Last updated on December 7th, 2012 at 12:25 am
I ‘ve created a list of characteristics and experience I think is an important part of being considered a top photographer:
- Have passion.
- Be tenacious.
- Create images that create, cause or move emotion.
- Have a story to tell
- Be known for something.
In one of my posts from last year, 8 Top Photographers In The World For Photography Dreamers, I put a spotlight on Lynsey Addario as one of the worlds best photographers.
For all of the characteristics and experience described above.
Watch this You-Tube video of some of her more recent photography work – and look for her passion, her stories, her tenacity. What emotions come up for you when you watch this video collection?
Lynsey has also been in the news lately. Earlier this year she was captured and held in Libya with a group of other journalists and photographers – assaulted and bullied – until everyone was released alive, 6 days later.
Once she returned to the US, she gave a series of interviews for the New York Times and CNN.
I’ve highlighted a few quotes and comments from those interviews –
The hardest part about what happened to us in Libya, our having been detained, is what we put our loved ones through – more than what happened to us. The whole time we were detained, I think our main concern was that our families didn’tÂknow we were alive. And we knew we would be hurting them. At times, it’s a very selfish profession. And it’s hard to put people through what we put them through.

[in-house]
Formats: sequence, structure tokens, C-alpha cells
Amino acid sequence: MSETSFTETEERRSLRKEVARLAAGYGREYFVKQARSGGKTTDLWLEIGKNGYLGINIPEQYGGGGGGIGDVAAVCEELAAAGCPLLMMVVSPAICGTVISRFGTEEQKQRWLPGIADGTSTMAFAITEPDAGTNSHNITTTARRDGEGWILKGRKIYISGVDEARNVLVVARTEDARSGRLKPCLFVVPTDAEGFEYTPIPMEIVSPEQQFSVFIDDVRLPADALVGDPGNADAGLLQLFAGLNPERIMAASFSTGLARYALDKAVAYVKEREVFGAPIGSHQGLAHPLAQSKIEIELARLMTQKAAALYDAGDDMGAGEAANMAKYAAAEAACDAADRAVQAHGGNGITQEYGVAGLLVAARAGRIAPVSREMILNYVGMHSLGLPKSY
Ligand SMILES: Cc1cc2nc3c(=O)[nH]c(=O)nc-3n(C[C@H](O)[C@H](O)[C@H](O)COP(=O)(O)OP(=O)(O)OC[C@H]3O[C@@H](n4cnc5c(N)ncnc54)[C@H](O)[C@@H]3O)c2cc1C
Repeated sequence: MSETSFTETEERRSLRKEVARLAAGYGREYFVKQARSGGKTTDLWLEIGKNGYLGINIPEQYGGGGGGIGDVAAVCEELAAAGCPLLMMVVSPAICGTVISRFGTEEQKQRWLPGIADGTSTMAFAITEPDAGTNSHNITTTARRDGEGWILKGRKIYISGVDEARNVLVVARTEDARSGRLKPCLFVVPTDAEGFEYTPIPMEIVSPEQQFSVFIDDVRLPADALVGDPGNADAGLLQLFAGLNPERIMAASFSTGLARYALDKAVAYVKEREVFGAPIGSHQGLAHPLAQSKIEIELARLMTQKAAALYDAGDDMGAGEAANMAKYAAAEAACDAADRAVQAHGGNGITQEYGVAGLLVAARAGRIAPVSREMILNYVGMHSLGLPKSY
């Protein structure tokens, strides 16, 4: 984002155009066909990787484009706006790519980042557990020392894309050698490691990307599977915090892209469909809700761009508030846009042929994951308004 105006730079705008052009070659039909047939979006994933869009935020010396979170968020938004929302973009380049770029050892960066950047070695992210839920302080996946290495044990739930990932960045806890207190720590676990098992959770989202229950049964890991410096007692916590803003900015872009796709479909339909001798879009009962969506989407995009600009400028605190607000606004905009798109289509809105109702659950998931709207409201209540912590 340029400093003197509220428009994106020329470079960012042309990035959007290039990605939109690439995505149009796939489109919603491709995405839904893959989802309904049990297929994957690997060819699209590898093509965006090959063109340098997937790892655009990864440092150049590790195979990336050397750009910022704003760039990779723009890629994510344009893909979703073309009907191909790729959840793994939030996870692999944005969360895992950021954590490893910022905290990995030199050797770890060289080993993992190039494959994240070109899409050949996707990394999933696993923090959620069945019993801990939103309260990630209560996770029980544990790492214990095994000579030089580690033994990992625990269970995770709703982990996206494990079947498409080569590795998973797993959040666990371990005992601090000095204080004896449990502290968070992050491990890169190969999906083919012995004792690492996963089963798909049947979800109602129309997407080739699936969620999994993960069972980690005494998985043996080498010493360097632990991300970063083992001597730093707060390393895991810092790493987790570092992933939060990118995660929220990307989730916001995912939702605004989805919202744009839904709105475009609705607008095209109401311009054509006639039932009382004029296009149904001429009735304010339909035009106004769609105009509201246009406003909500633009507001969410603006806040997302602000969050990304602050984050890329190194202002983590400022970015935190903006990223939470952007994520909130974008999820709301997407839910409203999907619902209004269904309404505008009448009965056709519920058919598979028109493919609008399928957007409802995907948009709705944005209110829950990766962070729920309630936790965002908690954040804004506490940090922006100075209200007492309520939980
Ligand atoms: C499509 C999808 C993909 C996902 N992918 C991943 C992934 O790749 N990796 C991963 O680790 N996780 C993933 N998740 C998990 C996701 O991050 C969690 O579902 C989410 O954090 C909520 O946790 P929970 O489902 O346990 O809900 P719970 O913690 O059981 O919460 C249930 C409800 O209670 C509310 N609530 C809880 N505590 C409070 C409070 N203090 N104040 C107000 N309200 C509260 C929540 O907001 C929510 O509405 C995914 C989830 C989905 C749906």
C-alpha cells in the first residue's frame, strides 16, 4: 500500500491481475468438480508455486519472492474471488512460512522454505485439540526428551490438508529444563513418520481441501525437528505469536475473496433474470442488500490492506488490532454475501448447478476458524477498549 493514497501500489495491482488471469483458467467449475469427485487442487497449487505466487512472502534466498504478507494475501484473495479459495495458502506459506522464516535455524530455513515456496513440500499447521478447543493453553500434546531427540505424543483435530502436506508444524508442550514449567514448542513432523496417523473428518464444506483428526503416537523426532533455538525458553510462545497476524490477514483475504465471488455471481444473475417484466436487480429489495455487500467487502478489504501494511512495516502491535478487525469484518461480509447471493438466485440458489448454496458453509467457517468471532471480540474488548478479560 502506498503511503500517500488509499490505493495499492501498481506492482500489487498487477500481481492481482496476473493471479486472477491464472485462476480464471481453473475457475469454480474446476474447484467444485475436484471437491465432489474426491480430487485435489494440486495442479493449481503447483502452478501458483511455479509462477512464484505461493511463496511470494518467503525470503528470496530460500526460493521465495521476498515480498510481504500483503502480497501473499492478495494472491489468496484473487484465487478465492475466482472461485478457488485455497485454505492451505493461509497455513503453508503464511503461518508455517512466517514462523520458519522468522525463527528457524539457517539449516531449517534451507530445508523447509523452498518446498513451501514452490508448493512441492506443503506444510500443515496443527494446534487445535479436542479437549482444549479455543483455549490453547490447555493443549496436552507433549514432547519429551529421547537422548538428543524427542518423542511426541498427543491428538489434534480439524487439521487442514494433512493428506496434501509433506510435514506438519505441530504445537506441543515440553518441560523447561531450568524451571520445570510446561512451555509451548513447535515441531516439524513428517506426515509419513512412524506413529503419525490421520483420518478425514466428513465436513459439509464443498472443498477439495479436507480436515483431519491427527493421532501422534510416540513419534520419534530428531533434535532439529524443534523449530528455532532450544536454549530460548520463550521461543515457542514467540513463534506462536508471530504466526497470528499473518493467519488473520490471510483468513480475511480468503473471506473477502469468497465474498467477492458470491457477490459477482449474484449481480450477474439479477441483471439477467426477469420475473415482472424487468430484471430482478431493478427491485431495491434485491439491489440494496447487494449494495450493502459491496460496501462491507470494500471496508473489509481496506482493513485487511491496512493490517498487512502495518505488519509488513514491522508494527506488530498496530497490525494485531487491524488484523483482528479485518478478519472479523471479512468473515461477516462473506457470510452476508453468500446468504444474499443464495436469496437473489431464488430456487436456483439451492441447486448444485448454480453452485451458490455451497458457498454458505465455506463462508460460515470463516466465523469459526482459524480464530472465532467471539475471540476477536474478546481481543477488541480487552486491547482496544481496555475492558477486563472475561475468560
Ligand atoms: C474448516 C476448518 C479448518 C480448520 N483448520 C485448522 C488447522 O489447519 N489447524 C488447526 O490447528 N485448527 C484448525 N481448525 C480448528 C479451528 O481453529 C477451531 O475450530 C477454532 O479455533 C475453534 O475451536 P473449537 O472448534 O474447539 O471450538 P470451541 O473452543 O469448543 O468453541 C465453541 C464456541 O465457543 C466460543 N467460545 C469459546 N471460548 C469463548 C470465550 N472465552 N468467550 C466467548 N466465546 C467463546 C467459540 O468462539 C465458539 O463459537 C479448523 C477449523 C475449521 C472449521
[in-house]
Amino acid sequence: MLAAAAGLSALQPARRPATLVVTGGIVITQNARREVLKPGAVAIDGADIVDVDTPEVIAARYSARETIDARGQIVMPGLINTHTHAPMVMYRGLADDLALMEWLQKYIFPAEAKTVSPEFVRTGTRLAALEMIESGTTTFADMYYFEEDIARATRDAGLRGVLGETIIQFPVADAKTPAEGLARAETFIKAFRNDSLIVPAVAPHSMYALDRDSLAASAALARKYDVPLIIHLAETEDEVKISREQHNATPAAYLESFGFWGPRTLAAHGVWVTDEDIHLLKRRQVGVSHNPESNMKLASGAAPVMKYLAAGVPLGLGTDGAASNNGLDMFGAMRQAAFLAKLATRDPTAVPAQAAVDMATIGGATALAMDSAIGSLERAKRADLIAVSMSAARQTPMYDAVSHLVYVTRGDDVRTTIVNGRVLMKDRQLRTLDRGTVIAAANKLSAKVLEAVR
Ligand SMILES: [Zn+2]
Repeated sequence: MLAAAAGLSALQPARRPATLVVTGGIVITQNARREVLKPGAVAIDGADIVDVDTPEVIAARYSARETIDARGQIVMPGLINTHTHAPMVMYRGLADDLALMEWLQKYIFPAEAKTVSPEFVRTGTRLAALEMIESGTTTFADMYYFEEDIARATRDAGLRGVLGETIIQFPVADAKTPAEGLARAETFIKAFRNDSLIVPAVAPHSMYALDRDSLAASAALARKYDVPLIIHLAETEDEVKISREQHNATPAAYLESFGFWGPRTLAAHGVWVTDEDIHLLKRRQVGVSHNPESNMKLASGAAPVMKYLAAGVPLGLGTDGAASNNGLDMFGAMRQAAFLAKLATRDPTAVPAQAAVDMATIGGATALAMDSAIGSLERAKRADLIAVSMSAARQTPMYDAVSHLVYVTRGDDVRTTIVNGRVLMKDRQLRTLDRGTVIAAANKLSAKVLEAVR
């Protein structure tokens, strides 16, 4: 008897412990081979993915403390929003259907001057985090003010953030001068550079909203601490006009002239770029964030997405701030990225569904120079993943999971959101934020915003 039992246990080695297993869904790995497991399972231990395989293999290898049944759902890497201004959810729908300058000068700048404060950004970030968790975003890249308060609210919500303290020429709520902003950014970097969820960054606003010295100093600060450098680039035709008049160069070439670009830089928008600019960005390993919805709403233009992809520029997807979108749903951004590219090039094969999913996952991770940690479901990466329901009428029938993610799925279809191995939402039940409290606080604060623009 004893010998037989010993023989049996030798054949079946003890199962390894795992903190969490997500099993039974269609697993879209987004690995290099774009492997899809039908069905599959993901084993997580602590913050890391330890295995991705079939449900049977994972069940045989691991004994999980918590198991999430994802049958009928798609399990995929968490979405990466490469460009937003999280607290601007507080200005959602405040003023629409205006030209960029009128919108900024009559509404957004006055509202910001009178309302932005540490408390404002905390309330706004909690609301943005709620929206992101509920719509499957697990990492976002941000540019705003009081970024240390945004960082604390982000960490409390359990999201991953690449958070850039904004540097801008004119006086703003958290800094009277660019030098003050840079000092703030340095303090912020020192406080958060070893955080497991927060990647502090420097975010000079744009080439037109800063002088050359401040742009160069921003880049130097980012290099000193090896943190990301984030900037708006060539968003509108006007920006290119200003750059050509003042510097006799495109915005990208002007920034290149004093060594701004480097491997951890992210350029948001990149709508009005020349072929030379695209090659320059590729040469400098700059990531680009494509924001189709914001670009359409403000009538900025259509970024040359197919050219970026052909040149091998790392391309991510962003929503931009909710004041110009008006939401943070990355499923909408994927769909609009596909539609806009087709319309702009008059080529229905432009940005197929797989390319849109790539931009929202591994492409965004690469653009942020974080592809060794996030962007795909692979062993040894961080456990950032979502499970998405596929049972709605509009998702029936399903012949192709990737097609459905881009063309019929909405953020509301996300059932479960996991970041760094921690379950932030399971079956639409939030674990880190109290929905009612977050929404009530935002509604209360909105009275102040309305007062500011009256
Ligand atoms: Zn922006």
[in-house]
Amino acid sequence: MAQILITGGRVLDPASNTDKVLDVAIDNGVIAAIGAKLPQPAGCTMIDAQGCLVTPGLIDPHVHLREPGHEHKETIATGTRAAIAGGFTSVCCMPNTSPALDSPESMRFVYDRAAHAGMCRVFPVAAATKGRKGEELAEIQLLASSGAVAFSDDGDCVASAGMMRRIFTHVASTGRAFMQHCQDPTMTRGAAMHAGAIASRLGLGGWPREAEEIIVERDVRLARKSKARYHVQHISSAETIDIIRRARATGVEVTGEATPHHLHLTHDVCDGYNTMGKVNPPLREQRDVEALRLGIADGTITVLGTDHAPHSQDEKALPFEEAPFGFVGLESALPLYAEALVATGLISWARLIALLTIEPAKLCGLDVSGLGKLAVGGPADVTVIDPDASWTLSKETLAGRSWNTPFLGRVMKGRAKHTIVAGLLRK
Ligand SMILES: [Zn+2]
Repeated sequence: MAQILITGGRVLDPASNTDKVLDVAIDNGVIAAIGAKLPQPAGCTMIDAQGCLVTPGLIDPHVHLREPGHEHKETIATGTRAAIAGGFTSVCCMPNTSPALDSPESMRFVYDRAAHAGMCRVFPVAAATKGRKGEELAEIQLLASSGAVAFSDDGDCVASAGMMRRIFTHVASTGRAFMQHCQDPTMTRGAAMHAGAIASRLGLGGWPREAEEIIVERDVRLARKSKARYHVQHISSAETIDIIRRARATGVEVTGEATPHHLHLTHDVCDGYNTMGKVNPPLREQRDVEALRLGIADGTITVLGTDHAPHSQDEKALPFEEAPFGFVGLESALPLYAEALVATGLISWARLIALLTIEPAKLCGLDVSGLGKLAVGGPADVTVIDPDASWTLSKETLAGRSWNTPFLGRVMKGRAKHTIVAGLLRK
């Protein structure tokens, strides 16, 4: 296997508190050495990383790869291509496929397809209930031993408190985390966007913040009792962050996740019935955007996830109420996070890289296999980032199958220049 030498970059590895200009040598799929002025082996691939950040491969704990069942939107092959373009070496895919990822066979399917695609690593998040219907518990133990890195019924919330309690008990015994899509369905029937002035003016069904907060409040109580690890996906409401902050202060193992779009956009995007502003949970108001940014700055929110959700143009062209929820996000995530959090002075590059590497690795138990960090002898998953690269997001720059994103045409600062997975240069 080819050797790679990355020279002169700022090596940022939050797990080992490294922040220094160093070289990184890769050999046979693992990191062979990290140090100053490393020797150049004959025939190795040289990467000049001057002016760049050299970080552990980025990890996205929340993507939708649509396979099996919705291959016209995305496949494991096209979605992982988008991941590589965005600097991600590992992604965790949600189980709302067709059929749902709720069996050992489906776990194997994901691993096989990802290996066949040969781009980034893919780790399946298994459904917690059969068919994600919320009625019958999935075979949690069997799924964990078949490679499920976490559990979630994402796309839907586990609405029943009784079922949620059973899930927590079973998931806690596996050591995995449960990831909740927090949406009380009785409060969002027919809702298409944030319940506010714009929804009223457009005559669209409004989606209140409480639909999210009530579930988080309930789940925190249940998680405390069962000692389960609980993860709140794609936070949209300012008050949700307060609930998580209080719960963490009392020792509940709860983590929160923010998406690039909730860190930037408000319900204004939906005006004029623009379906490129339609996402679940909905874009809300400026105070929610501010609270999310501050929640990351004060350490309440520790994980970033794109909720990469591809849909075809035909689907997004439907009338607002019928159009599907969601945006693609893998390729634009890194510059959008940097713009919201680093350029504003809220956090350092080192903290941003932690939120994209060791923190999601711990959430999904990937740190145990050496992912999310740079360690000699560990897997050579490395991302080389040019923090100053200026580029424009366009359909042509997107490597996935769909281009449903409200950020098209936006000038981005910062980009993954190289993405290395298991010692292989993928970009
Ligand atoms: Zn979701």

If a woman wants to be a war photographer, she should. It’s important. Women offer a different perspective. We have access to women on a different level than men have, just as male photographers have a different relationship with the men they’re covering.
People think photography is about photographing. To me, it’s about relationships. And it’s about doing your homework and making people comfortable enough where they open their lives to you. People underestimate (me) because I’m always laughing and joking. That helps. They let their guard down.
I don’t think it’s more dangerous for a woman to do conflict photography. Both men and women face the same dangers.
In the last few years, people have treated me more as part of the gang. But I think that it is a chauvinistic profession. In every conflict I’ve covered, there’s always been sort of a boys’ club. I mean, it’s amazing in this day and age. There are probably a dozen women photographers – at most – whom I see actively in the field, covering conflict.
Most of my life, I had no personal life. I tried having relationships. But they were never successful because I was never home. That’s my fault. That was my decision. I would leave for an assignment and come back four months later. You can’t ask someone to be in a relationship with you if you’re not home.
I will cover another war. I’m sure I will. It’s what I do. It’s important to show people what’s happening. We have a unique access to what unfolds on the ground that helps our policymakers decide how to treat certain issues.
Lynsey is an incredible example of what it takes to live your dreams every day.
Until next photo,
Remys drema is to have a public showing of her photography.
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